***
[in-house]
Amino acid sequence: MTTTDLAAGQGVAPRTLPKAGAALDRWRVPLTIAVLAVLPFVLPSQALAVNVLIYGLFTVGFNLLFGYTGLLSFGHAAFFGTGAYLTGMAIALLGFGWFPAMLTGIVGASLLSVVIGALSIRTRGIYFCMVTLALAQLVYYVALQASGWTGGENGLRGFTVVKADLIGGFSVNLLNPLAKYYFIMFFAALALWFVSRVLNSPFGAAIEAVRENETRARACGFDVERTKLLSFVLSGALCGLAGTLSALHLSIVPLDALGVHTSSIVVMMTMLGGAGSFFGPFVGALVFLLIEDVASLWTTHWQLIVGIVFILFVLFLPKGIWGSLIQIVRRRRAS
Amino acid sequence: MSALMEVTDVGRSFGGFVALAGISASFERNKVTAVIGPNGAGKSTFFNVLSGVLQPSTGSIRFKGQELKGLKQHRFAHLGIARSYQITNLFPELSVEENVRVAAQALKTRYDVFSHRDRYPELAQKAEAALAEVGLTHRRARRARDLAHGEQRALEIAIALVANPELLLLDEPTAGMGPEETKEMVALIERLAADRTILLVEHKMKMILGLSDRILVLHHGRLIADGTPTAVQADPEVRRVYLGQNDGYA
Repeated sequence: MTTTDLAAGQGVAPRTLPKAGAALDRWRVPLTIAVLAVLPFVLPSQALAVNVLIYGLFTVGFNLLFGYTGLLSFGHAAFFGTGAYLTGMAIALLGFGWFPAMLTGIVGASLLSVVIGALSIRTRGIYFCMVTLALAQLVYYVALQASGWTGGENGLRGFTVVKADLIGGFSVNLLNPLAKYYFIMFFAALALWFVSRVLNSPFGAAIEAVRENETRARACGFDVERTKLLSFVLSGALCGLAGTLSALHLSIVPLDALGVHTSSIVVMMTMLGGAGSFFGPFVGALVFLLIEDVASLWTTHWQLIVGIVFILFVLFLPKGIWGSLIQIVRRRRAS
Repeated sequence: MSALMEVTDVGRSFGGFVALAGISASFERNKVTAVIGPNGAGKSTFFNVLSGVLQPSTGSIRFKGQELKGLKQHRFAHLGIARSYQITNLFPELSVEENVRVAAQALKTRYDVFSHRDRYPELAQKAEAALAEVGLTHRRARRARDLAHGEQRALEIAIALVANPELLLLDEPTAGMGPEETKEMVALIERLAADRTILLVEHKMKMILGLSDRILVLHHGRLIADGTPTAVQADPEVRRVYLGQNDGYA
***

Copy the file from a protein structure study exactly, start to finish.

[in-house]
Amino acid sequence: MTTTDLAAGQGVAPRTLPKAGAALDRWRVPLTIAVLAVLPFVLPSQALAVNVLIYGLFTVGFNLLFGYTGLLSFGHAAFFGTGAYLTGMAIALLGFGWFPAMLTGIVGASLLSVVIGALSIRTRGIYFCMVTLALAQLVYYVALQASGWTGGENGLRGFTVVKADLIGGFSVNLLNPLAKYYFIMFFAALALWFVSRVLNSPFGAAIEAVRENETRARACGFDVERTKLLSFVLSGALCGLAGTLSALHLSIVPLDALGVHTSSIVVMMTMLGGAGSFFGPFVGALVFLLIEDVASLWTTHWQLIVGIVFILFVLFLPKGIWGSLIQIVRRRRAS
Amino acid sequence: MSALMEVTDVGRSFGGFVALAGISASFERNKVTAVIGPNGAGKSTFFNVLSGVLQPSTGSIRFKGQELKGLKQHRFAHLGIARSYQITNLFPELSVEENVRVAAQALKTRYDVFSHRDRYPELAQKAEAALAEVGLTHRRARRARDLAHGEQRALEIAIALVANPELLLLDEPTAGMGPEETKEMVALIERLAADRTILLVEHKMKMILGLSDRILVLHHGRLIADGTPTAVQADPEVRRVYLGQNDGYA
Repeated sequence: MTTTDLAAGQGVAPRTLPKAGAALDRWRVPLTIAVLAVLPFVLPSQALAVNVLIYGLFTVGFNLLFGYTGLLSFGHAAFFGTGAYLTGMAIALLGFGWFPAMLTGIVGASLLSVVIGALSIRTRGIYFCMVTLALAQLVYYVALQASGWTGGENGLRGFTVVKADLIGGFSVNLLNPLAKYYFIMFFAALALWFVSRVLNSPFGAAIEAVRENETRARACGFDVERTKLLSFVLSGALCGLAGTLSALHLSIVPLDALGVHTSSIVVMMTMLGGAGSFFGPFVGALVFLLIEDVASLWTTHWQLIVGIVFILFVLFLPKGIWGSLIQIVRRRRAS
Repeated sequence: MSALMEVTDVGRSFGGFVALAGISASFERNKVTAVIGPNGAGKSTFFNVLSGVLQPSTGSIRFKGQELKGLKQHRFAHLGIARSYQITNLFPELSVEENVRVAAQALKTRYDVFSHRDRYPELAQKAEAALAEVGLTHRRARRARDLAHGEQRALEIAIALVANPELLLLDEPTAGMGPEETKEMVALIERLAADRTILLVEHKMKMILGLSDRILVLHHGRLIADGTPTAVQADPEVRRVYLGQNDGYA